Newsroom image for the post First Trial on Website Accessibility Under Title III Points to Likely Outcome for Future Lawsuits

Posted July 7, 2017 with Tags , , , , ,

First Trial on Website Accessibility Under Title III Points to Likely Outcome for Future Lawsuits

The groundswell of legal activity surrounding whether websites are covered under Title III of the Americans with Disabilities Act (ADA) is likely to increase following a recent verdict in the U.S. District Court for the Southern District of Florida.

Newsroom image for the post City of Minneapolis Releases Draft Minimum Wage Ordinance

Posted June 6, 2017

City of Minneapolis Releases Draft Minimum Wage Ordinance

As expected, the Minneapolis City Council released its draft ordinance implementing a minimum wage increase. The draft ordinance includes extraterritorial application—meaning that it will apply to employers outside of Minneapolis if their employees work for a minimal amount of time in the City, a provision which will almost certainly face legal challenge—and no tip credit.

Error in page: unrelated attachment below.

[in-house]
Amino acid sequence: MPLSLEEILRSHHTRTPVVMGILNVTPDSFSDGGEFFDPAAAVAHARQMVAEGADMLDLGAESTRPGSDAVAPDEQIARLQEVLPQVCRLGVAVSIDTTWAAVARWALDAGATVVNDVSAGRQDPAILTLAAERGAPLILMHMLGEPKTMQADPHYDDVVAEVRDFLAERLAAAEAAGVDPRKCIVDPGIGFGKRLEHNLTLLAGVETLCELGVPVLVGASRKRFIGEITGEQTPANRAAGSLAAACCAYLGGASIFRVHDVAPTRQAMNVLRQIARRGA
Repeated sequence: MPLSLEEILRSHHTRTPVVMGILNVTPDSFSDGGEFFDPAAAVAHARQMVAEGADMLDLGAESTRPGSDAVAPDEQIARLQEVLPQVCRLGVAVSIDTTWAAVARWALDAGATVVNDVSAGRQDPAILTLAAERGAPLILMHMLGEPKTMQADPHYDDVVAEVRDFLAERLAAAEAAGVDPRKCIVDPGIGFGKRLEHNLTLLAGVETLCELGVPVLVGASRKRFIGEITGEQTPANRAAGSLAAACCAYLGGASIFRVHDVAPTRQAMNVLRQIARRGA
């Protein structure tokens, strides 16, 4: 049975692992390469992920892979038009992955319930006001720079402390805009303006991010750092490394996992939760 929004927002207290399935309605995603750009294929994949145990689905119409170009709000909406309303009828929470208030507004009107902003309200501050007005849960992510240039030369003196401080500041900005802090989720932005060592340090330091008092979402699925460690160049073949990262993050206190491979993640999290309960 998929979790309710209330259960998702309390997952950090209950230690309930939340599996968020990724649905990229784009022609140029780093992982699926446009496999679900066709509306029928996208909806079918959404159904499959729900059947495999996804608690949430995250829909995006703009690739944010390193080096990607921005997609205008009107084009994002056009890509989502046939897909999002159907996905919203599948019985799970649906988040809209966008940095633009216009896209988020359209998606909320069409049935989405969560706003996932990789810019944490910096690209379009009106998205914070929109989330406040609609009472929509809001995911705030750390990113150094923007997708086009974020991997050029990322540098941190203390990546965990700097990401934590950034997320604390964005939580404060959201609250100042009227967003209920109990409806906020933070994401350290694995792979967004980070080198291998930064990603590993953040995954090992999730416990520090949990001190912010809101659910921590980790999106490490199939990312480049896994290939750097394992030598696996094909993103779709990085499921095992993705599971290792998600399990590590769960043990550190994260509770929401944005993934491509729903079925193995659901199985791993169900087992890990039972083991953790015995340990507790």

Newsroom image for the post 501(r) Audits Are Here: What You Need to Know

Posted May 31, 2017 with Tags , , , ,

501(r) Audits Are Here: What You Need to Know

The Affordable Care Act imposed new requirements on tax-exempt hospitals under Section 501(r) of the Internal Revenue Code. Section 501(r) and its implementing regulations present a complex framework intended to promote “charitable” behavior by tax-exempt hospitals. By way of example, 501(r) requires a hospital to assess and address community health needs and to adopt billing and collection practices aimed at ensuring that patients who have a limited ability to pay for care are treated fairly.